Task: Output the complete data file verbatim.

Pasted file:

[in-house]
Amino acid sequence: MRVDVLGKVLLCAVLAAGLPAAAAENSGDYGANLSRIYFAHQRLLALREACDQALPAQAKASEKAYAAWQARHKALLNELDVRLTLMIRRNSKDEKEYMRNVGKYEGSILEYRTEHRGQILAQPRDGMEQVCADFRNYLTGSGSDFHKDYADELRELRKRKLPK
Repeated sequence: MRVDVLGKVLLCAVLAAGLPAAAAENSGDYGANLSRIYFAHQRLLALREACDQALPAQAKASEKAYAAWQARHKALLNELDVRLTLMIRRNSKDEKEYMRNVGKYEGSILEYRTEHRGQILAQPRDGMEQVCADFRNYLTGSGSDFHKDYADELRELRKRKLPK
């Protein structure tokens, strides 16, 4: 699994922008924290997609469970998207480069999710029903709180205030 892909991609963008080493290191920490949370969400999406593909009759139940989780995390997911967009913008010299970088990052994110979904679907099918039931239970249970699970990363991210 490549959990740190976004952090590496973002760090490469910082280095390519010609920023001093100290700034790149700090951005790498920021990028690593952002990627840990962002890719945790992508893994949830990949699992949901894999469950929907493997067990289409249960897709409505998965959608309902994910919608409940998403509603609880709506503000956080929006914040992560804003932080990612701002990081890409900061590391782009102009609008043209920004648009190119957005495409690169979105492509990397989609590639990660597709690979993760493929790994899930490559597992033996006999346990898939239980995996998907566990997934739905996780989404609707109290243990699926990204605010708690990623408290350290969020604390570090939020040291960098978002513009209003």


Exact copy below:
[in-house]
Amino acid sequence: MRVDVLGKVLLCAVLAAGLPAAAAENSGDYGANLSRIYFAHQRLLALREACDQALPAQAKASEKAYAAWQARHKALLNELDVRLTLMIRRNSKDEKEYMRNVGKYEGSILEYRTEHRGQILAQPRDGMEQVCADFRNYLTGSGSDFHKDYADELRELRKRKLPK
Repeated sequence: MRVDVLGKVLLCAVLAAGLPAAAAENSGDYGANLSRIYFAHQRLLALREACDQALPAQAKASEKAYAAWQARHKALLNELDVRLTLMIRRNSKDEKEYMRNVGKYEGSILEYRTEHRGQILAQPRDGMEQVCADFRNYLTGSGSDFHKDYADELRELRKRKLPK
């Protein structure tokens, strides 16, 4: 699994922008924290997609469970998207480069999710029903709180205030 892909991609963008080493290191920490949370969400999406593909009759139940989780995390997911967009913008010299970088990052994110979904679907099918039931239970249970699970990363991210 490549959990740190976004952090590496973002760090490469910082280095390519010609920023001093100290700034790149700090951005790498920021990028690593952002990627840990962002890719945790992508893994949830990949699992949901894999469950929907493997067990289409249960897709409505998965959608309902994910919608409940998403509603609880709506503000956080929006914040992560804003932080990612701002990081890409900061590391782009102009609008043209920004648009190119957005495409690169979105492509990397989609590639990660597709690979993760493929790994899930490559597992033996006999346990898939239980995996998907566990997934739905996780989404609707109290243990699926990204605010708690990623408290350290969020604390570090939020040291960098978002513009209003």